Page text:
9-year-old becomes the youngest girl to scale Mount Elbrus
Dhanashree, a class IV student, did the Diamond City of Surat pride
These days girls seem to be stealing the show not only in secondary board school exams, but also in physical adventures. A few weeks earlier a housewife from Arunachal Pradesh climbed the Everest twice in the space of five days.
On June 18, a nine-year-old girl from Surat in Gujarat became the youngest to scale Mount Elbrus, Europe's highest peak at an altitude of 18,510 feet. Mount Elbrus is in Russia and is considered one of the toughest peaks to conquer because of the terrain and the weather.
Dhanashree, a class IV student, did the Diamond City of Surat pride, the city officials said. "She is our crown jewel," said a spokesperson from her school.
It was not an entirely a solo effort. Dhanashree's mother, Dr Sarika Mehta, her 13-year-old brother Janam, and their father Jignesh, were with her. The whole family was on an expedition to test their collective grit and endurance levels. They seem to have aced it.
"Yes you have done it ...you are a very strong girl," said Dr Sarika Mehta in a choked voice as ?she hugged her nine-year-old daughter as she stepped out on to the peak.
"At one time, we had decided to return after encountering a very violent storm. We were extremely worried ourselves. After all Dhanashree is just a kid, and to subject her to challenges a practised adult mountaineer would find hard to meet weighed heavily on us as parents." Dr Sarika, a doctor, mountaineer and a biker, said to the media later.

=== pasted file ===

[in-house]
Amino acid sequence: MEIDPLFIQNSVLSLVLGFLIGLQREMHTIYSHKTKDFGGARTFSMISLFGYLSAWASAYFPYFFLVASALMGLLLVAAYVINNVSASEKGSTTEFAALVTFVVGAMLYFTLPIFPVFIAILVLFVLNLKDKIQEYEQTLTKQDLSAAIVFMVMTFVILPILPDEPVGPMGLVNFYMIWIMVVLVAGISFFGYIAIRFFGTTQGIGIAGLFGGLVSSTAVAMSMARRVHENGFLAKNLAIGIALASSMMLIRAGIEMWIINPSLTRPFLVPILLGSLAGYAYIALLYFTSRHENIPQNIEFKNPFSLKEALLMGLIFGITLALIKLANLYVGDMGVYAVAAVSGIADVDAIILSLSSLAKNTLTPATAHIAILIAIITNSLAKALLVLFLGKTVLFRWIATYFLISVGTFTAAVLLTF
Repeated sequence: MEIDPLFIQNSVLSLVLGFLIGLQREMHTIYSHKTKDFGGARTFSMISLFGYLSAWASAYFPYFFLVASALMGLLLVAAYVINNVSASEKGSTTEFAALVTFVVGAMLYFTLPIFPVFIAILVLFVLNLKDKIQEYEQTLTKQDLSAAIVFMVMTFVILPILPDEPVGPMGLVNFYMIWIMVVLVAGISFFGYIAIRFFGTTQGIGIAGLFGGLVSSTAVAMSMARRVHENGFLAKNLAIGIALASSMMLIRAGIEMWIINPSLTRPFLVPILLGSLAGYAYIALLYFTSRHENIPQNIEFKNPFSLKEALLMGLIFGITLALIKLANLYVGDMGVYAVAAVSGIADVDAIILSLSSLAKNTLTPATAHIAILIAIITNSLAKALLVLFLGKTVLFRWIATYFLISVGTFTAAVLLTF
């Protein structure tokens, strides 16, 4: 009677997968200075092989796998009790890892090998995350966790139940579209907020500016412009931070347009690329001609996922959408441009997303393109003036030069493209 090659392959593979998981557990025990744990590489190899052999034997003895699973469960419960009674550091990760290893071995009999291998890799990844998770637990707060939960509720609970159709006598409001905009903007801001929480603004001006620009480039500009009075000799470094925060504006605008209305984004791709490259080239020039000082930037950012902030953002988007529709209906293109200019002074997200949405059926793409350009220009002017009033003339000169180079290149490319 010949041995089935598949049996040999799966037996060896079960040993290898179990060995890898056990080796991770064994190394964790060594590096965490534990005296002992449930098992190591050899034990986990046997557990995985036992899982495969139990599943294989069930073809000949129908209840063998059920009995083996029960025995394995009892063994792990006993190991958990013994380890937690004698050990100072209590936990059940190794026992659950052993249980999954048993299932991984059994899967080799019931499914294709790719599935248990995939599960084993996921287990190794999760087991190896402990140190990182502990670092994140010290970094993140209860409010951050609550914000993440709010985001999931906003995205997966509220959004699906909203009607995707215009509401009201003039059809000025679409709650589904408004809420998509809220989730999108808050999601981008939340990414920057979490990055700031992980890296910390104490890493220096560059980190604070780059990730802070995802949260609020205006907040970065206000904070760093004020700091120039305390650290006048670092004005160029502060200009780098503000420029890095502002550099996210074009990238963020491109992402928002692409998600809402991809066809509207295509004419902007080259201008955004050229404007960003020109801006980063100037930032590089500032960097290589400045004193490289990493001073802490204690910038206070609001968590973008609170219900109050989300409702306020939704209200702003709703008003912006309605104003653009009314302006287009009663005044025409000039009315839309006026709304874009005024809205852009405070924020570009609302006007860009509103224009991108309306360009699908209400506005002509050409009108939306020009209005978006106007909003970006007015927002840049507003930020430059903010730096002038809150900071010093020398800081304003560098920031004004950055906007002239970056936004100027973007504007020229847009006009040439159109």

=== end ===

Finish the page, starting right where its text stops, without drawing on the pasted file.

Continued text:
However, both children were determined to complete the adventure. "We have come so far, nearly scaled 3/4 of the way up and now we must wait out the storm and reach the peak," Dhanashree told her parents.
As it happened the last day of the climb was the harshest. Dhanashree and family took 11 hours to reach the top, carrying 10-12 kg weight in high velocity, cutting winds.
Dhanashree and Janam were cheered on all along the way by other climbers from across the world. They appreciated the child's determination and strength of character, said Dhanashree's father, Jignesh.
"We caught each other and stood in a huddle at times not to get dragged away by winds, and held on to the rope for life when the peak was just 10-12 metres away. It took us a long time to climb just 10 metres at one point of time due to the strong winds," said Janam, who wants to be a mechanical engineer. Janam said he was keen to climb the top seven summits in the world.
Dhanashree said: "My mother has not climbed Mt Everest, and I too want to go there. We will go about that mission too as a family to conquer Mt Everest one day."
As Jignesh said, families that climb mountains together stay together.
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